April 28, 2011 at 8:35 AM ET
Imagine a photo of your post-pregnancy belly – saggy skin, stretch marks and all – showing up on a public web site. Nightmare material, right?
So what would possess an otherwise normal woman to send in such a photo for publication, voluntarily?
Ask Kerry Holmes, mother of a 2-year-old. She’s one of more than 1,700 women who have sent their photos and stories to “Shape of a Mother,” a web site that aims to celebrate the actual, un-retouched photos of regular moms’ bodies. In a world where Hollywood moms with impossibly flat stomachs pose for bikini pictures practically before their epidurals have worn off, the sight of puckered C-section scars and pouchy bellies can be startling. But Kerry says baring her belly on Shape of a Mother is one of the most empowering things she’s ever done.
“I was in tears over the changes taking place on my body that I couldn’t control,” the 20-year-old mom writes in an e-mail. “I needed reassurance that I was, in fact, normal. I felt stronger for sending it in, that somehow I was fighting my own negative thoughts... and winning!”
While some critics accuse site founder Bonnie Crowder of encouraging women to be complacent about fitness, she says that’s not the message at all: “I absolutely support a healthy lifestyle, but that doesn’t mean somebody can’t be beautiful, anyway.” In the comments on the site you'll find women encouraging each other to get active and get in shape – even if that means starting by dancing around the living room with the baby. But there’s also a realization that pregnancy and childbirth change your body in ways you can’t always control, and sometimes you have to redefine “beautiful” for yourself.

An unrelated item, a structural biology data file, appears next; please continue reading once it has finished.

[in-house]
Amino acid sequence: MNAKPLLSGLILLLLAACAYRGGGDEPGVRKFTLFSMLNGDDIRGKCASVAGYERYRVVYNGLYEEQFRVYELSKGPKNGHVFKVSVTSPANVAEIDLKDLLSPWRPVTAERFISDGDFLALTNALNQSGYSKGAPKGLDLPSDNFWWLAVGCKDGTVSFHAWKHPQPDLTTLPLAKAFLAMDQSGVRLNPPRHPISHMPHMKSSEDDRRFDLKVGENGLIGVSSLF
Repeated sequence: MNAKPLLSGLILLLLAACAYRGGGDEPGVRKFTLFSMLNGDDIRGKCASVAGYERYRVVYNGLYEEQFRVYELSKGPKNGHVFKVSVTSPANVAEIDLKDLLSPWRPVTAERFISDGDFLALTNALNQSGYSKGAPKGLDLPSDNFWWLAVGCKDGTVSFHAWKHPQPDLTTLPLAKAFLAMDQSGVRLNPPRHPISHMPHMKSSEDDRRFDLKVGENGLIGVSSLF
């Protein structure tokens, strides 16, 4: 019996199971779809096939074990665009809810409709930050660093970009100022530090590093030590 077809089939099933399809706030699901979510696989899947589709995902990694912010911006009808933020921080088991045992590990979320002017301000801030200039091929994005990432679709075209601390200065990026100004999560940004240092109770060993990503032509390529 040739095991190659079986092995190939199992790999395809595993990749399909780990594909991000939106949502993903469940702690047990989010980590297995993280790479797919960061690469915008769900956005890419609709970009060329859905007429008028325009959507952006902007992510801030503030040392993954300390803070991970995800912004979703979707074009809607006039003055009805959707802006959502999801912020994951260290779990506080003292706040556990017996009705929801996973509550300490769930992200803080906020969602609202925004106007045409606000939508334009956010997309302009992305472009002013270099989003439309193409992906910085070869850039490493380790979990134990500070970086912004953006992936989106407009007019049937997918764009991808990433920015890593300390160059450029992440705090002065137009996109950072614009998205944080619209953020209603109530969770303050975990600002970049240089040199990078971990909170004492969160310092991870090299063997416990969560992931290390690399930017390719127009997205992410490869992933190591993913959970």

For Kerry, the act of publishing her belly pic has created a lasting change. No longer is she ashamed to show her body, she says: “It's an awesome feeling to wear a bikini, baring my stretch mark riddled, wrinkly belly and feel proud. I'm normal.”
Now, Kerry says, when she hears her other mom friends complain about their “disgusting” post-baby bellies and consider plastic surgery, she sends them to check out Shape of a Mother. “Stretch marks, saggy breasts and soft thighs are all normal and aren't something to be ashamed of,” Kerry says. “We come together with one common purpose, to find love and admiration for the normal shapes of mothers. Doesn't everyone deserve to feel beautiful?”
Good question, especially as we approach Mother’s Day. How did pregnancy and childbirth change your body – and do you feel beautiful in your own skin? If learning to love your post-baby body has been a journey for you, how did you get to acceptance -- or are you still struggling with it?